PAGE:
Sri Lankans, especially in Melbourne, Australia, have quite a lot of happenings to check out, and they all seem to be having a jolly good time!
who puts pen to paper to keep Sri Lankans informed of the events in Melbourne, was in Sydney, to taken in the scene at the Sri Lanka Schools Sevens Touch Rugby competition. And, this is Trevine’s report:
The weather Gods and S.Thomas aligned, in Sydney, to provide the unexpected at the Sri Lanka Schools Sevens Touch Rugby competition, graced by an appreciative crowd.
Inclement weather was forecast for the day, and a well drilled Dharmaraja College was expected to go back-to-back at this now emerging competition in Sydney’s Sri Lanka expatriate sporting calendar.
But the unforeseen was delivered, with sunny conditions throughout, and the Thomians provided the upset of the competition when they stunned the favourites, Dharmaraja, in the final, to grab the Peninsula Motor Group Trophy.
Still in its infancy, the Sevens Touch Competition, drawn on the lines of Rugby League rules, found new flair and more enthusiasm among its growing number of fans, through the injection of players from around Australia, opposed to the initial tournament which was restricted to mainly Sydneysiders.
A carnival like atmosphere prevailed throughout the day’s competition.
Ten teams pitted themselves in a round robin system, in two groups, and the top four sides then progressed to the semi-finals, on a knock out basis, to find the winner.
A food stall gave fans the opportunity to keep themselves fed and hydrated while the teams provided the thrills of a highly competitive and skilled tournament.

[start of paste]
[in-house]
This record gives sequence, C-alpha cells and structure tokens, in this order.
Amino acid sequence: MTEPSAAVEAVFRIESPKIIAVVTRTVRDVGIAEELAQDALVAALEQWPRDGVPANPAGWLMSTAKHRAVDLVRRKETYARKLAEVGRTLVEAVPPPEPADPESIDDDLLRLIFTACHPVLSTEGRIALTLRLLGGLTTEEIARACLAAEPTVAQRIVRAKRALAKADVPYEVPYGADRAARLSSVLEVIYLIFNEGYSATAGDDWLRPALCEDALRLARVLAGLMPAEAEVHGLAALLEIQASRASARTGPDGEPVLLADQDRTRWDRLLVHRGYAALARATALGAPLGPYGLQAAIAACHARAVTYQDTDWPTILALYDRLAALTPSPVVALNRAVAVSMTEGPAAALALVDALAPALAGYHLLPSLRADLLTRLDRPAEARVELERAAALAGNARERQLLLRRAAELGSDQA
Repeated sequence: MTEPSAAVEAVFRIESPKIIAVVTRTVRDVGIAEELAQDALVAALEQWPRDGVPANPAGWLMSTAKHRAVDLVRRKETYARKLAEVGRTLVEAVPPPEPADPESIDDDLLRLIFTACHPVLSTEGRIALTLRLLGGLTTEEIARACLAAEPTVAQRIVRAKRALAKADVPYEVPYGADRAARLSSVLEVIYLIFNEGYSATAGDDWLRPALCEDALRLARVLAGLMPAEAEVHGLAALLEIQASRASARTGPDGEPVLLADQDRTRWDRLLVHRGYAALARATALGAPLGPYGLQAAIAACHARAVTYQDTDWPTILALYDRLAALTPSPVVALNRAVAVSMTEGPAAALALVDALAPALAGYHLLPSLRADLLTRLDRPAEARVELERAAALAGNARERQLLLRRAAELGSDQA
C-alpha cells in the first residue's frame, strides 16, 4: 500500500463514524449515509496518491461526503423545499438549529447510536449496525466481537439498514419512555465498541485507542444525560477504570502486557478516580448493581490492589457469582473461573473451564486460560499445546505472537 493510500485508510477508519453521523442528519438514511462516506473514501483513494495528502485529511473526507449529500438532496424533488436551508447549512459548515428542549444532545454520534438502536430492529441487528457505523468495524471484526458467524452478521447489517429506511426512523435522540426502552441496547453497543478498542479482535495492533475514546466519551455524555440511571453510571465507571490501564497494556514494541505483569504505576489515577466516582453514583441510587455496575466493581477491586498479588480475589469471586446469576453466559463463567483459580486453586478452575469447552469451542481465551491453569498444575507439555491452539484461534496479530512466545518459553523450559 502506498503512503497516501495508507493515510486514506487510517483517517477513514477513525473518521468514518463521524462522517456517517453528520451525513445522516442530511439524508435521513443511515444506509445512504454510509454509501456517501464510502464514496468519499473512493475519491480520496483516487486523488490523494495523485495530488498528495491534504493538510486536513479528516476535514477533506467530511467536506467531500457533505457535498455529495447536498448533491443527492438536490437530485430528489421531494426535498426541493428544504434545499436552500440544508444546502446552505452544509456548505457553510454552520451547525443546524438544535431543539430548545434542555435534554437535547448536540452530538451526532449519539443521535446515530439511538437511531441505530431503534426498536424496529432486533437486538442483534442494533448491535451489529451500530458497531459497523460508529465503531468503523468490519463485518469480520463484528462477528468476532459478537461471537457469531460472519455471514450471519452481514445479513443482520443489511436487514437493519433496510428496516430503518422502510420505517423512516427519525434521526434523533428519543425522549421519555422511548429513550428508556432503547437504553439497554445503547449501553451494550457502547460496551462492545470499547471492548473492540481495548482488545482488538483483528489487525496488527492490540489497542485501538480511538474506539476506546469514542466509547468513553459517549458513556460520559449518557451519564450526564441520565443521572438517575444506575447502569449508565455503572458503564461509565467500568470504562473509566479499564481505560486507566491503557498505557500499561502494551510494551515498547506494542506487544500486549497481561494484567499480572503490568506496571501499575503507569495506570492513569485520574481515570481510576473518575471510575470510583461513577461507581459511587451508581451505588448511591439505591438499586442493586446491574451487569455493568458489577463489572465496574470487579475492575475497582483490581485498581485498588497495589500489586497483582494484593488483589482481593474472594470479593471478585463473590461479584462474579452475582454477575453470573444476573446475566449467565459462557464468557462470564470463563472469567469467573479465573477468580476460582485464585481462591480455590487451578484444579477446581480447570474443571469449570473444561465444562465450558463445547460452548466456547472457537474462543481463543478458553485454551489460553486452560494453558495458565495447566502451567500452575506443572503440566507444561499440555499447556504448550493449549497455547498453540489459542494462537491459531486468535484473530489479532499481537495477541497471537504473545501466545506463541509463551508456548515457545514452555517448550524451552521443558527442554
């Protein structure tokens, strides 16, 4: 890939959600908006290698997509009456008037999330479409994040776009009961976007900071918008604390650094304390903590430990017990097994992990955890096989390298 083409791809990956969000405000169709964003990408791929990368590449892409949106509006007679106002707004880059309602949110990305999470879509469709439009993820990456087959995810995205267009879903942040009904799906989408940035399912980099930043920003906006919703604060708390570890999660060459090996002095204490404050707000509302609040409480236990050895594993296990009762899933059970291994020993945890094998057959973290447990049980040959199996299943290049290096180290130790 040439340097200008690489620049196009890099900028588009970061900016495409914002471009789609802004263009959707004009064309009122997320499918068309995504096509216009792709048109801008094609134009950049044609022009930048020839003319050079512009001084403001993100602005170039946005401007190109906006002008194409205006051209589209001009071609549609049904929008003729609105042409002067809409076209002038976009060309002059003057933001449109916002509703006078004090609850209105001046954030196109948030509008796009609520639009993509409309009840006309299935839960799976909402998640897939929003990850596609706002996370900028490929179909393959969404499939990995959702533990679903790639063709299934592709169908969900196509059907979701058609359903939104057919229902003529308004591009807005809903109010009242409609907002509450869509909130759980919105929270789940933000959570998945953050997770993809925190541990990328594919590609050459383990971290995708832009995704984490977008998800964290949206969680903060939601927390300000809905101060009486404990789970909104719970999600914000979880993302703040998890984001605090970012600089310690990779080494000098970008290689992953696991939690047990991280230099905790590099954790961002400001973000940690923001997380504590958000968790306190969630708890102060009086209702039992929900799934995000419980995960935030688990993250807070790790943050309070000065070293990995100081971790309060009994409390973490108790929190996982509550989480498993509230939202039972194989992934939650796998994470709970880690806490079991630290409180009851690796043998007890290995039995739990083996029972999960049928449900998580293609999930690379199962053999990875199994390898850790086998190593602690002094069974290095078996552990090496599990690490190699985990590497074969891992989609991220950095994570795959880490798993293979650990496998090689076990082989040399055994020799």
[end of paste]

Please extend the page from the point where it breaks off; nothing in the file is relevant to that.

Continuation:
The rugby dished out was fiercely contested, with teams such as Trinity, Royal and St. Peter’s very much in the fray but failing to qualify after narrow losses on a day of unpredictability.
Issipathana and Wesley were the other semi-finalists with the Pathanians grabbing third place in the play-off before the final.
The final was a tense encounter between last year’s finalists Dharmaraja College and S.Thomas. Form suggested that the Rajans were on track for successive wins in as many attempts. But the Thomians had other ideas.
The fluent Rajans, with deft handling skills and evasive running, looked the goods, but found the Thomian defence impregnable. Things were tied until the final minutes when the Thomians sealed the result with an intercept try and hung on to claim the unthinkable.
It was perhaps the price for complacency on the Rajans part that cost them the game and a lesson that it is never over until the final whistle.
Peninsula Motor Group, headed by successful businessman Dilip Kumar, was the main sponsor of the event, providing playing gear to all the teams, and prize money to the winners and runners-up.
The plan for the future is to make this event more attractive and better structured, according to the organisers, headed by Deeptha Perera, whose vision was behind the success of this episode.
In a bid to increase interest, an over 40’s tournament, preceded the main event, and it was as interesting as the younger version.
Ceylon Touch Rugby, a mixed team from Melbourne, won the over 40 competition, beating Royal College in the final.
Marked stress on Asia in US foreign policy
US President Joe Biden’s recent tour of some Asian powers is indicative of a renewed and enhanced interest the US is beginning to take in the Indo-Pacific region. In this his first Asian tour the President chose to visit Japan and South Korea besides helming a Quad meeting in Tokyo and there is good reason for the choice of these venues and engagements.